Breathe in deeply on this night when past and future meet in a fragrance poured upon soon-to-be pierced feet. Breathe.  

***

Oh Lord who raised Lazarus from the dead,
and, in your last days, reclined at the dinner table with followers and friends,
~ savouring the intimacy,
~ unearthing the essential,
~ contemplating the road ahead,

in grateful adoration, I kneel before you this night:
my Saviour,
my Rabbi,
my Companion …

my Treasure:
~ cherished,
~ worshipped,
~ sought after,
~ centre and sustainer of my life.

Like perfume from the alabaster jar,
may my unstoppered confessions spill
and find your welcome and defence:
~ that I have forgotten the cost of your unconditional love while putting a price tag on on my own offer of forgiveness and friendship,
~ that I have held onto and hoarded – for good reason and poor – my time, my resources, my grace,
~ that I have been so caught up in my plans, my agendas, my desires, that I’ve lost sight of your will and your way,
~ that I have been ignorant of your presence, of your need, in light of the urgent and the tangible that crowds in on each day.

As I look upon these feet that walked within my world,
freshly anointed,
soon to be wounded,
~ wipe away all of my transgressions,
~ make me attentive to the immediacy of your kin(g)dom,
~ and fascinate me with the fragrance of your loving-kindness.

Amen.

Friday’s photo: ready

Today’s photo is taken in the entrance hall of our home where we have been getting ready for Easter. 

The round table on which everything rests belonged originally to my Mom but when I got married it became mine because it was the just-right size to fit in our little dining room with four chairs around it. Over the years, it has been gnawed upon by puppy dogs and punctured by pencils as the boys did their homework at it. Every time I look at it I smile because it makes me think of Enid Blyton’s “Enchanted Table.” Now retired, it has found new purpose marking the seasons and offering welcome as people come through our door.

In the background are bright symbols that remind me that this is a time of joy. I remember how much fun we had has children hunting Easter eggs in the garden – and the even greater fun I had hiding them for my own. I think of family traditions like Sunday’s roast lamb and hot cross buns at Oudi’s house on Good Friday, and church traditions like gathering together to make hundreds of Palm crosses or huddling beneath Calvary’s cross (yes, that really was the name of a dear community in which I worshipped, and yes, it really did have a beautiful outdoor cross) an hour before sunrise in the gloomy cold as we waited together for the light to dawn. Light. New life. A world made new. I am SO ready for that.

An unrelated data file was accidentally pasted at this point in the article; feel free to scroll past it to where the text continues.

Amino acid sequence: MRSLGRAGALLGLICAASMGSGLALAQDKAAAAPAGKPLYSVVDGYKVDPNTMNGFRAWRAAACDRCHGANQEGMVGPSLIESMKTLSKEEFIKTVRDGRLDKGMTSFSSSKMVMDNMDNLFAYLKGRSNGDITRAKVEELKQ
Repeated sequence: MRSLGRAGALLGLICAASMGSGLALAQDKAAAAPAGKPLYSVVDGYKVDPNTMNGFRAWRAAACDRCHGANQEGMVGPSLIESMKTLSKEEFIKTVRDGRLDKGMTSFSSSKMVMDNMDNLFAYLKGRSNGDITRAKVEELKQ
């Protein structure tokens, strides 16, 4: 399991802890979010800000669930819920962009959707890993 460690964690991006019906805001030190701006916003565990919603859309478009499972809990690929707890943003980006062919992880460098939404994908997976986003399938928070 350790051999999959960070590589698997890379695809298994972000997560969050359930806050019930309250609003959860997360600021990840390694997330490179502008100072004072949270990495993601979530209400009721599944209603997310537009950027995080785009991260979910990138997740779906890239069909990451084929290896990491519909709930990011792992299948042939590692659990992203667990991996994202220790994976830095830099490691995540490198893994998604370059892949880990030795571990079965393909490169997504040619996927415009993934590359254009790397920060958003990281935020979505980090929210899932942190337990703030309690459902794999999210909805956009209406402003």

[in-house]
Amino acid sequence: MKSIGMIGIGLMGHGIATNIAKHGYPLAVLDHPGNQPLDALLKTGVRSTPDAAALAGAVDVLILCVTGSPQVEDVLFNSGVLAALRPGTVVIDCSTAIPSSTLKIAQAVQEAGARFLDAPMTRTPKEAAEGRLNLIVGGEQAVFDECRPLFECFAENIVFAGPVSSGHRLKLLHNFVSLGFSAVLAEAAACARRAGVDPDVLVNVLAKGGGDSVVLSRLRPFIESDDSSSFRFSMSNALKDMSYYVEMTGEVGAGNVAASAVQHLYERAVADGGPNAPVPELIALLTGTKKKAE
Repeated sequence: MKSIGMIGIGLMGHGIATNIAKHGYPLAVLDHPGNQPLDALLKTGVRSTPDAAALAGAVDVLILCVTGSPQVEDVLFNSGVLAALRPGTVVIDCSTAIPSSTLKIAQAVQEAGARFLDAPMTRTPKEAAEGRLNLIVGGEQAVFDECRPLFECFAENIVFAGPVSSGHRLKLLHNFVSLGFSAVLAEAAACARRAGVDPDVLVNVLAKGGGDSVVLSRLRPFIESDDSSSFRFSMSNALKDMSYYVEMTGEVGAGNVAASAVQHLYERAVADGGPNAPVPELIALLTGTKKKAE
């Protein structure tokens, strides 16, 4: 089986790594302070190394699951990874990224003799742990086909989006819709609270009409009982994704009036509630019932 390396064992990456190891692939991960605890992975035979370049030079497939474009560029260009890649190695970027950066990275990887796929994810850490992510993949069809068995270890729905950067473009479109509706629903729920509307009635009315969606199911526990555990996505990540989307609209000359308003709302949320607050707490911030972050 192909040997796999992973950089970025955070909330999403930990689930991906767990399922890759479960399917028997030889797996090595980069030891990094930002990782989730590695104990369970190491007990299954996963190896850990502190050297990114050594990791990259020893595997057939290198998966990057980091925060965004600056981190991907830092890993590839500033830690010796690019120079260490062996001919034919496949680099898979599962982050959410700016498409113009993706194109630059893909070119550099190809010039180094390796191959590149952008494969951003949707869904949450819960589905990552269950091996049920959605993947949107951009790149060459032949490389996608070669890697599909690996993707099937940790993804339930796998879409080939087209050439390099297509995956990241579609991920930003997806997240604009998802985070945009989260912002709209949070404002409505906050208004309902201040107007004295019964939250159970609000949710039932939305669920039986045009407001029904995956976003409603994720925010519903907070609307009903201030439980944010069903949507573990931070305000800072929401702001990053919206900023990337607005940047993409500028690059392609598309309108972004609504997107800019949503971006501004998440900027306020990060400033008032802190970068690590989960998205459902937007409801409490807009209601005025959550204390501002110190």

On the left are images from a Godly Play story which hold before me how truly human and how deeply loved Jesus was. The One who suffered alone on the cross was a blessing to the world: a son, a brother, a student, a carpenter, a friend, a teacher before he showed himself to be our Saviour. As I make ready to enter Holy Week, I reflect on the fact this is not some ancient story about some distant God but a word about love and pain and death and hope that so many need to hear … that I need to hear again.

Finally, on the right this year I have added a basin of water and a towel because the story of Pilate washing his hands of Jesus sits heavy within my heart in this time when hand washing has taken on such practical significance. I wonder who I have washed my hands of, kept at a distance, avoided because the personal cost in time and energy might be too much. Yet, as I dip my hands into the cool water, I feel myself washed clean. 

As we get ready to enter into this special season in our homes this year, I would like to encourage you to create a space for the symbols that help you connect with the story, with some of your memories of Easters past, and with the people who have sat with you in the darkness and waited for the light.

Yours in Christ,
Yvonne